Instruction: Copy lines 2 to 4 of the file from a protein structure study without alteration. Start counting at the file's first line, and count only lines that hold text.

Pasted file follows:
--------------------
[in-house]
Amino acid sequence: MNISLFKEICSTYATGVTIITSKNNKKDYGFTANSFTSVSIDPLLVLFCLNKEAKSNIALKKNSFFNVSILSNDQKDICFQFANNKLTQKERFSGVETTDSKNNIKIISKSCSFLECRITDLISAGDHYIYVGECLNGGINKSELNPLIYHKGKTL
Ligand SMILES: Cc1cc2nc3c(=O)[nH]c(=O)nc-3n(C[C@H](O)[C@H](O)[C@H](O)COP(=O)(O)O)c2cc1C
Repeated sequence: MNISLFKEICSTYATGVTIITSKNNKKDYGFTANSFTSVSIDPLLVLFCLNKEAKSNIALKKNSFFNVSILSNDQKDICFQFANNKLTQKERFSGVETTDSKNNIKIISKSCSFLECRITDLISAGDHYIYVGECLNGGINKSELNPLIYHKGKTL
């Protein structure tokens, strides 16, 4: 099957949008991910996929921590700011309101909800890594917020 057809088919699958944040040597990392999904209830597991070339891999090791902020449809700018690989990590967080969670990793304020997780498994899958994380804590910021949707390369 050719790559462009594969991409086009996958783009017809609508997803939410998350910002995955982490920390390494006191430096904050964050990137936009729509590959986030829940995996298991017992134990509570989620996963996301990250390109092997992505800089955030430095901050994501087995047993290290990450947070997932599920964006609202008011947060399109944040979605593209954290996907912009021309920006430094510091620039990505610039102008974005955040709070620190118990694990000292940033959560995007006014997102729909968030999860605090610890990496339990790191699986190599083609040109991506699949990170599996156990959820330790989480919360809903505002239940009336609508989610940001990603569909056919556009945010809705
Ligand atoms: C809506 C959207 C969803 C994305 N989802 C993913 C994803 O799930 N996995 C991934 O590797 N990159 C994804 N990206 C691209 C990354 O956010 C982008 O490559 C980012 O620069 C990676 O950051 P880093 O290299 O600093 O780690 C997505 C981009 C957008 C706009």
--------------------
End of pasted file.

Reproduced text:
Amino acid sequence: MNISLFKEICSTYATGVTIITSKNNKKDYGFTANSFTSVSIDPLLVLFCLNKEAKSNIALKKNSFFNVSILSNDQKDICFQFANNKLTQKERFSGVETTDSKNNIKIISKSCSFLECRITDLISAGDHYIYVGECLNGGINKSELNPLIYHKGKTL
Ligand SMILES: Cc1cc2nc3c(=O)[nH]c(=O)nc-3n(C[C@H](O)[C@H](O)[C@H](O)COP(=O)(O)O)c2cc1C
Repeated sequence: MNISLFKEICSTYATGVTIITSKNNKKDYGFTANSFTSVSIDPLLVLFCLNKEAKSNIALKKNSFFNVSILSNDQKDICFQFANNKLTQKERFSGVETTDSKNNIKIISKSCSFLECRITDLISAGDHYIYVGECLNGGINKSELNPLIYHKGKTL